Over the past five years, the HIV infection rate among current and former injection drug users in Los Angeles County has escalated slowly but steadily. In 1989, it was 3.8%; now it is 7.5%.
Despite the county's vast size and population, its infection rate remains far below that of New York City. Experts attribute New York's rate--the nation's highest--to the large number of shooting galleries there, and the throngs of people who share needles in them.
Local health experts say now is the time to aggressively battle the virus in Los Angeles County's intravenous-using population, before the infection rate rises further. In San Francisco, the rate more than doubled in a year, to 13% in 1987 from 6% in 1986.
But Los Angeles city and county officials have long balked at supporting needle exchange programs.
In 1988, a motion to explore the idea of a countywide needle exchange died for lack of a second before the Board of Supervisors. The supervisors waited four years before finally approving, in 1991, the distribution of bleach kits to disinfect dirty syringes. While the supervisors agreed in August to examine the feasibility of a countywide needle exchange program, they have yet to vote on a program.
Since Riordan declared AIDS a local health emergency in September, police have arrested few exchange volunteers. But the city has show little other support for needle exchange.
City officials last year gave $130,000 to three private groups to carry out needle exchanges and other AIDS-prevention activities among intravenous drug users. However, city officials specified that no public funds could be used to actually buy needles, although they could be spent on salaries, rent and similar expenses.
Moreover, one group has not yet started its exchange program, while another is spending the city money on anti-AIDS activities other than needle exchange.
By contrast, local government in San Francisco--with less than one-tenth as many intravenous drug users as Los Angeles County--has aggressively tackled the problem.
San Francisco's health department gives about $235,000 a year to Prevention Point, a private needle exchange that since 1988 has exchanged more than 3.7 million needles with local addicts. The funds are used to, among other things, buy needles. The program operates with the active backing of Mayor Frank Jordan, the city's former police chief.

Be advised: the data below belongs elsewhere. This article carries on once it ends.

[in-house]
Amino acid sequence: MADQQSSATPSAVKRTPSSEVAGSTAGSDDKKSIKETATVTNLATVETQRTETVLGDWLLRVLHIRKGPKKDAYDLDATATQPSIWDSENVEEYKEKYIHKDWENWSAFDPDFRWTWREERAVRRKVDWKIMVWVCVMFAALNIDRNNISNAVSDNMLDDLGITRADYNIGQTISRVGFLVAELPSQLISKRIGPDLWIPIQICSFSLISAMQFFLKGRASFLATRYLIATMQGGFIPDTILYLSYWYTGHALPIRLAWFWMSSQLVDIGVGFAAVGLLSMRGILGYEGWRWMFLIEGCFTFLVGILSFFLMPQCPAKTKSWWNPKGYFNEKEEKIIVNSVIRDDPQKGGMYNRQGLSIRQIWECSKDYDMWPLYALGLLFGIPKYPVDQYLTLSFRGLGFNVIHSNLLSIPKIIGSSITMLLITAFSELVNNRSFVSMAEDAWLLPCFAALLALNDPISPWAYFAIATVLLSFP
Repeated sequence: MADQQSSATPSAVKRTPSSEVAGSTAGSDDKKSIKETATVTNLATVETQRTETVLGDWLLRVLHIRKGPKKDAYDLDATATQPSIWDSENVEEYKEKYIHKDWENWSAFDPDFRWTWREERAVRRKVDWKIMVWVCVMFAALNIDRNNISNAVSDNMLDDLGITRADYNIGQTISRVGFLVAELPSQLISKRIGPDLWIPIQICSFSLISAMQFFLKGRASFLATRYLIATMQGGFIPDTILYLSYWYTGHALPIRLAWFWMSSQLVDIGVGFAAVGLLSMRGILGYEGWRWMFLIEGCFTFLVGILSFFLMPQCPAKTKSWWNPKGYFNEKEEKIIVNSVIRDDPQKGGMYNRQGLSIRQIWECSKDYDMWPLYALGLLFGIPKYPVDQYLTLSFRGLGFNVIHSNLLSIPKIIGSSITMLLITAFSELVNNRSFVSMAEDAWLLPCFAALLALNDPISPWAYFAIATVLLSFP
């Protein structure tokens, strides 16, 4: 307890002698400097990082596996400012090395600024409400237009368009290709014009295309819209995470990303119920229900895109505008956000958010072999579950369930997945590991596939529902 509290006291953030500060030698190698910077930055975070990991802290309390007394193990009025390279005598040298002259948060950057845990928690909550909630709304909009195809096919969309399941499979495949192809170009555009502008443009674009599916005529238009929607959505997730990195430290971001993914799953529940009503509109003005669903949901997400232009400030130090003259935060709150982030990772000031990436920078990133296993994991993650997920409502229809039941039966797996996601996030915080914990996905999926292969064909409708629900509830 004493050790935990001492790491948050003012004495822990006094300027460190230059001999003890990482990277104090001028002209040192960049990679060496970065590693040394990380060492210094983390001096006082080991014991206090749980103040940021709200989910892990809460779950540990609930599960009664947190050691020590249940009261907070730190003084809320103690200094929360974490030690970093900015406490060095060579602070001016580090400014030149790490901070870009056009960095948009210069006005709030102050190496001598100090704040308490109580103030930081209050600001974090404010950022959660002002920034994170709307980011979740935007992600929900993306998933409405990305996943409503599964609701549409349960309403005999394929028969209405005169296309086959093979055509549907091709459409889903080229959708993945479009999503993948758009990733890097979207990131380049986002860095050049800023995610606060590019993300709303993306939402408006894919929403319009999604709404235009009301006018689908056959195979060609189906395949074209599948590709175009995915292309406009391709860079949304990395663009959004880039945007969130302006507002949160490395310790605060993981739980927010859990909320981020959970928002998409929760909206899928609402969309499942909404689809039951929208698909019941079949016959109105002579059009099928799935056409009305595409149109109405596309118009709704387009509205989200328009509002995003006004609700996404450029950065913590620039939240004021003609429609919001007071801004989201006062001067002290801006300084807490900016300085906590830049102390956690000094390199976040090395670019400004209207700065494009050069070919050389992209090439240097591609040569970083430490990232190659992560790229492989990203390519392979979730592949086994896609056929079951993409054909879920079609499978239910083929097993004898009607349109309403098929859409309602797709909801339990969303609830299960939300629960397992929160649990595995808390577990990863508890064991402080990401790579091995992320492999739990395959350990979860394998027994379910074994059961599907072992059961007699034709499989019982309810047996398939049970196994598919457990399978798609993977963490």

AIDS activists and public health experts say Los Angeles politicians have dragged their feet partly because they fear being accused of using tax dollars to promote drug taking.
"More than anything else, it's because AIDS is looked at as a political issue, rather than a public health issue," said Dr. Aliza Lifshitz, president of the California Hispanic-American Medical Assn. and a veteran member of the county Commission on HIV and AIDS.
Others charge that since most drug users are poor--and politically powerless--whites, blacks and Latinos, their needs can be safely ignored by local elected leaders.
"The bottom line is, it has always been about color," said Carrie Broadus, who runs the Minority AIDS Program's needle exchange. "It's always been about economic and social class. It's always been about haves and have-nots."
The latest exchange proposal to come before the Board of Supervisors illustrates the conflicting political, medical and legal concerns that traditionally have blocked needle exchanges here.
The supervisors in August directed several county department heads to investigate the possibility of setting up a county-funded needle exchange. But department chiefs issued conflicting reports, and the proposal has bogged down.
County Health Services chief Robert C. Gates noted that extensive studies have shown exchange programs to be effective. He recommended that the county set up a needle exchange, as long as it was linked to HIV testing and counseling, access to drug treatment and AIDS prevention literature and materials such as bleach and condoms.
But County Counsel De Witt W. Clinton said in an October report that the county "cannot take any measures" without breaking state law, and argued that the county might be held liable if an addict was injured with a county-supplied needle. Anyone distributing needles, he noted, could be arrested and prosecuted.
Meanwhile, those who run private needle exchange operations say they reach only a fraction of the addicts needing help.
Broadus, who oversees syringe exchanges at four sites in Central and South-Central Los Angeles, said needles should be available at a dozen locations or more--including the Westside and San Fernando Valley.
"With the large size of Los Angeles County, it's a shame we have not taken a leadership role," she said.
"I believe that in the long run, people are going to view Los Angeles County, if we don't move on this, as the county that buried its head in the sand and continued to let people get infected. And that's a political and moral shame."